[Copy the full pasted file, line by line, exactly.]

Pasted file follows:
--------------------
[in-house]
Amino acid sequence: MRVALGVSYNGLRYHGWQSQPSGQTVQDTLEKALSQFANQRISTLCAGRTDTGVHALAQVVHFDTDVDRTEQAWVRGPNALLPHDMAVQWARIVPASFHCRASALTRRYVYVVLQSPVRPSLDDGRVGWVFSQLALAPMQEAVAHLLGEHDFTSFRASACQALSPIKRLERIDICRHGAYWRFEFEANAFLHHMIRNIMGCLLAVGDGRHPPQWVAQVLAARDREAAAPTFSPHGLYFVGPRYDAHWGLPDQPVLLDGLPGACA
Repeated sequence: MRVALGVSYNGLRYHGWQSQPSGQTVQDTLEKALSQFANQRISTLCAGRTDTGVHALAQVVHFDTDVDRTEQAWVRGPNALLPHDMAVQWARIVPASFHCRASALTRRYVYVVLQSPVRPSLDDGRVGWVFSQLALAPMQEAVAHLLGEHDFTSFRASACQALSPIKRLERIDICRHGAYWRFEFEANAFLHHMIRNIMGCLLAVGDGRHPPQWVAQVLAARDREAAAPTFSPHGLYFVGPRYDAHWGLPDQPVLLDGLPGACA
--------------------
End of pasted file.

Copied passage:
[in-house]
Amino acid sequence: MRVALGVSYNGLRYHGWQSQPSGQTVQDTLEKALSQFANQRISTLCAGRTDTGVHALAQVVHFDTDVDRTEQAWVRGPNALLPHDMAVQWARIVPASFHCRASALTRRYVYVVLQSPVRPSLDDGRVGWVFSQLALAPMQEAVAHLLGEHDFTSFRASACQALSPIKRLERIDICRHGAYWRFEFEANAFLHHMIRNIMGCLLAVGDGRHPPQWVAQVLAARDREAAAPTFSPHGLYFVGPRYDAHWGLPDQPVLLDGLPGACA
Repeated sequence: MRVALGVSYNGLRYHGWQSQPSGQTVQDTLEKALSQFANQRISTLCAGRTDTGVHALAQVVHFDTDVDRTEQAWVRGPNALLPHDMAVQWARIVPASFHCRASALTRRYVYVVLQSPVRPSLDDGRVGWVFSQLALAPMQEAVAHLLGEHDFTSFRASACQALSPIKRLERIDICRHGAYWRFEFEANAFLHHMIRNIMGCLLAVGDGRHPPQWVAQVLAARDREAAAPTFSPHGLYFVGPRYDAHWGLPDQPVLLDGLPGACA